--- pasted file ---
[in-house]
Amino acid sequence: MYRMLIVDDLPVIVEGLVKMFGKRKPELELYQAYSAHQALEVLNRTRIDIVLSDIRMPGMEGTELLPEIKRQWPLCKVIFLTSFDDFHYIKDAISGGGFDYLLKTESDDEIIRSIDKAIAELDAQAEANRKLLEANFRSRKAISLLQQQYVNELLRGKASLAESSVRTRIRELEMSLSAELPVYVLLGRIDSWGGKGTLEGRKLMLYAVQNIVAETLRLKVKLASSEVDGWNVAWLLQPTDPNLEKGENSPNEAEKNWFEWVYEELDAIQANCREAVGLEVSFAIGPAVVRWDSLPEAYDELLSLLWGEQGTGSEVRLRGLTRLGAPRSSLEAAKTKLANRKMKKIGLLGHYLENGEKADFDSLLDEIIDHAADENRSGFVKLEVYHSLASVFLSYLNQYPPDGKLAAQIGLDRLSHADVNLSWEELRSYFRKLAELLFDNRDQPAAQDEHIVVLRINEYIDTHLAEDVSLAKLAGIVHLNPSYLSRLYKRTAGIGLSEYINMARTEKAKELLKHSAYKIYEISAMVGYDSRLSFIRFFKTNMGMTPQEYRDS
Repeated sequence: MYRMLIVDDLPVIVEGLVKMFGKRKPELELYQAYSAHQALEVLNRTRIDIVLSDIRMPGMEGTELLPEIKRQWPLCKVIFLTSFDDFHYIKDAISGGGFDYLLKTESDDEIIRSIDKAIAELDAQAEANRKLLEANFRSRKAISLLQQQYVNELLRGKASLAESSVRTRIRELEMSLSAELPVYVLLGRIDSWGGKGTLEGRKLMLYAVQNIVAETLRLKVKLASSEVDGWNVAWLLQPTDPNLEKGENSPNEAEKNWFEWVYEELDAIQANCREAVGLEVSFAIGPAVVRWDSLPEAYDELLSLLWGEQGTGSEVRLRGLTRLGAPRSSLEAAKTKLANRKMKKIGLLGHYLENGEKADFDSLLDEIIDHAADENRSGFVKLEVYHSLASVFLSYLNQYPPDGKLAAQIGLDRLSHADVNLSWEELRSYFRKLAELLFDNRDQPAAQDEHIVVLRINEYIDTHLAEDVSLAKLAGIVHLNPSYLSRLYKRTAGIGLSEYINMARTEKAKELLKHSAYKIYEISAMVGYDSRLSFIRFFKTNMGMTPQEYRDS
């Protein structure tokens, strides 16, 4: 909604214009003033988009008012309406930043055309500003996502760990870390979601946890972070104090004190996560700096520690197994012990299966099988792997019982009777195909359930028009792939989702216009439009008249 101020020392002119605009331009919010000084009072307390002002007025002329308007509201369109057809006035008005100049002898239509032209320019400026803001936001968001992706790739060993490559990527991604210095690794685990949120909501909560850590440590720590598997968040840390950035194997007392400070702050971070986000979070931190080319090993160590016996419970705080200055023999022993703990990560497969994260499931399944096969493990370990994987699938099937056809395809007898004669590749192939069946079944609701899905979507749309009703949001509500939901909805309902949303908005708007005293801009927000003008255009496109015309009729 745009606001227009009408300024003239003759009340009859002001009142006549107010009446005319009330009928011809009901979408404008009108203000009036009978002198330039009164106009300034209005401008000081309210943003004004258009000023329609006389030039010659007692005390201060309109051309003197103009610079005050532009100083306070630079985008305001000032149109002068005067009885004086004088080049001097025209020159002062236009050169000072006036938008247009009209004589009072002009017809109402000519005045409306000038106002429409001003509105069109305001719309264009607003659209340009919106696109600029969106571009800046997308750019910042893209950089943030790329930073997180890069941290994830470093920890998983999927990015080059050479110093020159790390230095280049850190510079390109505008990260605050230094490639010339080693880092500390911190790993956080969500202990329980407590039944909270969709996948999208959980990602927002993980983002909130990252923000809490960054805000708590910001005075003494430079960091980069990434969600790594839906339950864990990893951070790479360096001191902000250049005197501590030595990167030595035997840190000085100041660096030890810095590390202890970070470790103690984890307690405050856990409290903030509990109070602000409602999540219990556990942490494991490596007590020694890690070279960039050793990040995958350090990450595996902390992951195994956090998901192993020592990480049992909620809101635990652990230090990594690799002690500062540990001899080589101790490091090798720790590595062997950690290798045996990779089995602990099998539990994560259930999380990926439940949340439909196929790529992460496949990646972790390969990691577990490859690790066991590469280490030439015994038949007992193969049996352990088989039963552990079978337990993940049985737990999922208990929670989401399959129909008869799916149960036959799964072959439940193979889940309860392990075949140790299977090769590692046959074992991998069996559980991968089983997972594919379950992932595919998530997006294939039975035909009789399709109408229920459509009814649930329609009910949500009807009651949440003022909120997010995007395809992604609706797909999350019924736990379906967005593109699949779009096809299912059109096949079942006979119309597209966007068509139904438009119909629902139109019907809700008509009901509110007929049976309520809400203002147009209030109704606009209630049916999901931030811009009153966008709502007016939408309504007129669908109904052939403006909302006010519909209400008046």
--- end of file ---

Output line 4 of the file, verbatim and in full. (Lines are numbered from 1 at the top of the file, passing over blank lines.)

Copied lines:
């Protein structure tokens, strides 16, 4: 909604214009003033988009008012309406930043055309500003996502760990870390979601946890972070104090004190996560700096520690197994012990299966099988792997019982009777195909359930028009792939989702216009439009008249 101020020392002119605009331009919010000084009072307390002002007025002329308007509201369109057809006035008005100049002898239509032209320019400026803001936001968001992706790739060993490559990527991604210095690794685990949120909501909560850590440590720590598997968040840390950035194997007392400070702050971070986000979070931190080319090993160590016996419970705080200055023999022993703990990560497969994260499931399944096969493990370990994987699938099937056809395809007898004669590749192939069946079944609701899905979507749309009703949001509500939901909805309902949303908005708007005293801009927000003008255009496109015309009729 745009606001227009009408300024003239003759009340009859002001009142006549107010009446005319009330009928011809009901979408404008009108203000009036009978002198330039009164106009300034209005401008000081309210943003004004258009000023329609006389030039010659007692005390201060309109051309003197103009610079005050532009100083306070630079985008305001000032149109002068005067009885004086004088080049001097025209020159002062236009050169000072006036938008247009009209004589009072002009017809109402000519005045409306000038106002429409001003509105069109305001719309264009607003659209340009919106696109600029969106571009800046997308750019910042893209950089943030790329930073997180890069941290994830470093920890998983999927990015080059050479110093020159790390230095280049850190510079390109505008990260605050230094490639010339080693880092500390911190790993956080969500202990329980407590039944909270969709996948999208959980990602927002993980983002909130990252923000809490960054805000708590910001005075003494430079960091980069990434969600790594839906339950864990990893951070790479360096001191902000250049005197501590030595990167030595035997840190000085100041660096030890810095590390202890970070470790103690984890307690405050856990409290903030509990109070602000409602999540219990556990942490494991490596007590020694890690070279960039050793990040995958350090990450595996902390992951195994956090998901192993020592990480049992909620809101635990652990230090990594690799002690500062540990001899080589101790490091090798720790590595062997950690290798045996990779089995602990099998539990994560259930999380990926439940949340439909196929790529992460496949990646972790390969990691577990490859690790066991590469280490030439015994038949007992193969049996352990088989039963552990079978337990993940049985737990999922208990929670989401399959129909008869799916149960036959799964072959439940193979889940309860392990075949140790299977090769590692046959074992991998069996559980991968089983997972594919379950992932595919998530997006294939039975035909009789399709109408229920459509009814649930329609009910949500009807009651949440003022909120997010995007395809992604609706797909999350019924736990379906967005593109699949779009096809299912059109096949079942006979119309597209966007068509139904438009119909629902139109019907809700008509009901509110007929049976309520809400203002147009209030109704606009209630049916999901931030811009009153966008709502007016939408309504007129669908109904052939403006909302006010519909209400008046």